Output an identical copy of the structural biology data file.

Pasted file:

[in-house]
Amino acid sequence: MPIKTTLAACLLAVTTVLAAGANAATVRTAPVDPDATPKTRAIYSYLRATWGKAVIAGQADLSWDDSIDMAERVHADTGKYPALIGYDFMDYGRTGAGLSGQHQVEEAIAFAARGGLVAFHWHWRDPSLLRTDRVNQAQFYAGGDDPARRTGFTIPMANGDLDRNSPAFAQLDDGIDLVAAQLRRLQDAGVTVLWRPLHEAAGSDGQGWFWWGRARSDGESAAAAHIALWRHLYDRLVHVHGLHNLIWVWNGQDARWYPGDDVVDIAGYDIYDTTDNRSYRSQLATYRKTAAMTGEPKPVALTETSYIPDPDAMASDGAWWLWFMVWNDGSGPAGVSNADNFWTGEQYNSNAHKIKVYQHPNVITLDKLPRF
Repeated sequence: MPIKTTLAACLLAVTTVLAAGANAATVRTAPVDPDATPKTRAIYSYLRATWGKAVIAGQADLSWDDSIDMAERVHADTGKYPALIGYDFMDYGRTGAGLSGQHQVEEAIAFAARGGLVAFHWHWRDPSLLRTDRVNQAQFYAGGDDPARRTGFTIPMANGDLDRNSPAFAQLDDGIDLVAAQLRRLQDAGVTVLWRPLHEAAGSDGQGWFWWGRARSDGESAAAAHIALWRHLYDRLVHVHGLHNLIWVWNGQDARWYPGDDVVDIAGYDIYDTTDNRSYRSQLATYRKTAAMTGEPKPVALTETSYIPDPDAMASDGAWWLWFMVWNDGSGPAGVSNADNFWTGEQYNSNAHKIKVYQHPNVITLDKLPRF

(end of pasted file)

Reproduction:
[in-house]
Amino acid sequence: MPIKTTLAACLLAVTTVLAAGANAATVRTAPVDPDATPKTRAIYSYLRATWGKAVIAGQADLSWDDSIDMAERVHADTGKYPALIGYDFMDYGRTGAGLSGQHQVEEAIAFAARGGLVAFHWHWRDPSLLRTDRVNQAQFYAGGDDPARRTGFTIPMANGDLDRNSPAFAQLDDGIDLVAAQLRRLQDAGVTVLWRPLHEAAGSDGQGWFWWGRARSDGESAAAAHIALWRHLYDRLVHVHGLHNLIWVWNGQDARWYPGDDVVDIAGYDIYDTTDNRSYRSQLATYRKTAAMTGEPKPVALTETSYIPDPDAMASDGAWWLWFMVWNDGSGPAGVSNADNFWTGEQYNSNAHKIKVYQHPNVITLDKLPRF
Repeated sequence: MPIKTTLAACLLAVTTVLAAGANAATVRTAPVDPDATPKTRAIYSYLRATWGKAVIAGQADLSWDDSIDMAERVHADTGKYPALIGYDFMDYGRTGAGLSGQHQVEEAIAFAARGGLVAFHWHWRDPSLLRTDRVNQAQFYAGGDDPARRTGFTIPMANGDLDRNSPAFAQLDDGIDLVAAQLRRLQDAGVTVLWRPLHEAAGSDGQGWFWWGRARSDGESAAAAHIALWRHLYDRLVHVHGLHNLIWVWNGQDARWYPGDDVVDIAGYDIYDTTDNRSYRSQLATYRKTAAMTGEPKPVALTETSYIPDPDAMASDGAWWLWFMVWNDGSGPAGVSNADNFWTGEQYNSNAHKIKVYQHPNVITLDKLPRF